No, it's not a new contagious disease looming on our health horizon. It's a problem that has been around for awhile -- at least since the invention of the motion picture camera. It's why librarians coined the phrase "don't judge a book by its movie." It's the Good Book/Bad Movie Syndrome!!!
You know what I am talking about... when a scintillating, crystalline passage from a well-loved novel turns up as clean and clear as pond scum on the big screen... when fresh, flavorful characters that jump out from the written page slog along through dull scenes like the zombies from "The Night of the Living Dead" (although I'm quite sure that the screenwriter did not purposefully intend that effect.)
Oh, where to start???? Children's and young adult books? Adult-oriented novels? The problem, of course, is narrowing the selection to a manageable number. So many stinkers... so little time to blog....
Zombies flee from bad movie adaptations
And it's impossible, for me anyway, to compile a top 10 list (or would that be "worst 10 list"?), because they each have their own merits, or, in this case, demerits. Let us, for now, consider only children's literature. Oh, let us sing a lament for all the lyrical novels and picture books which have been reduced to trash by Hollywood.
My personal hero, Dr. Seuss, has been a victim of vile, heinous crimes with the film adaptations of The Cat in the Hat and How the Grinch Stole Christmas. In a word, execrable. In two words, loud and obnoxious. In three, unwatchable, joyless, and -- did I mention -- unwatchable. Jim Carrey, you are no Boris Karlov (who narrated the original, cartoon adaptation, which is entirely watchable). Mike Myers, if you want to wear a costume with strange teeth, stick to Austin Powers. As for all that fur, you looked better head-banging to "Bohemian Rhapsody" in the mullet wig as Wayne Campbell.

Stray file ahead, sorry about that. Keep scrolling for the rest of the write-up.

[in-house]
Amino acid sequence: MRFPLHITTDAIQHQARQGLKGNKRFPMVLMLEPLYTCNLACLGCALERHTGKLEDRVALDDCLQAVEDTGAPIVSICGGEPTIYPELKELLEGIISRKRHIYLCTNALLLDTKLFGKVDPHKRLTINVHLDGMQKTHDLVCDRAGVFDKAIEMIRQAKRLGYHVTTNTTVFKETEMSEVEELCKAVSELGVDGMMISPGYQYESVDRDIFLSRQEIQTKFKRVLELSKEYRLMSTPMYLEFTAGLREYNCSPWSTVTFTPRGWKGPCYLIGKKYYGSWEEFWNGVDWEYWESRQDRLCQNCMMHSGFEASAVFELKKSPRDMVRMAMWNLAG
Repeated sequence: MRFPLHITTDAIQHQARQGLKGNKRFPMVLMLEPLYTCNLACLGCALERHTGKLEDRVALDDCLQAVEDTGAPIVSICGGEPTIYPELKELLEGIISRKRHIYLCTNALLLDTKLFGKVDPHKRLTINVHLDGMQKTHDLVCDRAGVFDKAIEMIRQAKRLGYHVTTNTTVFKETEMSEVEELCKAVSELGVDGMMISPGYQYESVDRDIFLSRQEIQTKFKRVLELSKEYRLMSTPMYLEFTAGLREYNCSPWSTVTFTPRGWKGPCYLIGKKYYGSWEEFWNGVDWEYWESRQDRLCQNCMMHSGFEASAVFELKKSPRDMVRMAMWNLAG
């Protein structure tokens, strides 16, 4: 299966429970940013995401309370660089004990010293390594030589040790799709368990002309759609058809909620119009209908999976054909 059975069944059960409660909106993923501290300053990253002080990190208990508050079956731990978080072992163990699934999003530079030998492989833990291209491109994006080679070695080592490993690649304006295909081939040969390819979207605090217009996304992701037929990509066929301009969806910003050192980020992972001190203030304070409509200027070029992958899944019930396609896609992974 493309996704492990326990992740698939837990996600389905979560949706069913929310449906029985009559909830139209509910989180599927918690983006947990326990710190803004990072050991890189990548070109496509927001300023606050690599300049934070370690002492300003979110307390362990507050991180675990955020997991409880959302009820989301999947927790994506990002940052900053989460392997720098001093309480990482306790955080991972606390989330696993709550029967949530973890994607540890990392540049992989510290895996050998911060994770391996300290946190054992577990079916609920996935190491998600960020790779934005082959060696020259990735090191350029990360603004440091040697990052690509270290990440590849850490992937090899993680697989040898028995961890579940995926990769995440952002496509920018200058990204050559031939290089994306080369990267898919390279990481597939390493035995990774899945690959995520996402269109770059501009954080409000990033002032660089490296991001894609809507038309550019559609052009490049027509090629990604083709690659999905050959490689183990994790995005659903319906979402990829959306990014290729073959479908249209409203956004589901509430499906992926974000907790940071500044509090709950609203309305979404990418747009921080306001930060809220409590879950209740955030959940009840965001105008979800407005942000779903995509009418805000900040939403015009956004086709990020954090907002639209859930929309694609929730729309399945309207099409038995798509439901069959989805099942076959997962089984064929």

Other wonderful children' books that have been slaughtered include The City of Ember by Jean DuPrau (magical book, muddy movie) Diary of a Wimpy Kid by Jeff Kinney (maybe stick figures should remain stick figures), Alice in Wonderland (ruined at least four times!) and The Lightning Thief by Rick Riordan (overwhelmed by special effects and the unnecessary advancement of the characters from middle school to high school age).
Then there is the strange case of Maurice Sendak's classic, Where the Wild Things Are, one of my all-time favorite picture books. It so beautifully captures the experience of being a child -- in barely 15 words per page. It's a wisp of a story: a rambunctious boy is sent to his bedroom without supper for misbehavior, where he conjures up a great adventure among fantastic beasts in an imaginary, far-off land, only to grow tired of their antics and lonely. He returns home to find his supper waiting for him and -- in the ultimate sign of forgiveness -- it's still hot.
Yet, this picture book of 32 pages and less than 350 words was extrapolated into a 104 minute movie. An interesting movie, perhaps. A movie that provoked questions and evoked a certain air of melancholy. However, it was a movie that retained just bare shreds of the spirit and joy of the source material and that failed to entertain both children and adults. One of those movies out in the "no man's land."
Are we having fun yet? I don't think so.
This Hollywood fiasco was definitely a case of Spike Jonze and Dave Eggars thinking way too much!
There's plenty more where that came from. What's your favorite, delicious children's book that's been put through the Hollywood meat grinder and come out as indigestible gunk? What is it about the film process that so often can't deliver a movie that measures up to its source? Are some books simply unfilmable? In the case of Where the Wild Things Are, I would argue that is the dilemma. But there are also many books that would, in the right hands and with the appropriate sensitivity and fresh vision, translate well to the new medium. One only needs to view the Harry Potter adaptations to see that ethic at work and play. In fact, this is a rare instance in which I actually prefer the films. They cut to the essence of the story and eliminate all those tedious "Harry, Ron and Hermione" phrases, which seem to add about 50 to 75 pages to each book. I sometimes wonder if J.K. Rowling ever learned about the pronoun "they." And where was her editor?? But that's another blog....
Tomorrow, we'll tackle GBBM Syndrome - the adult strain...
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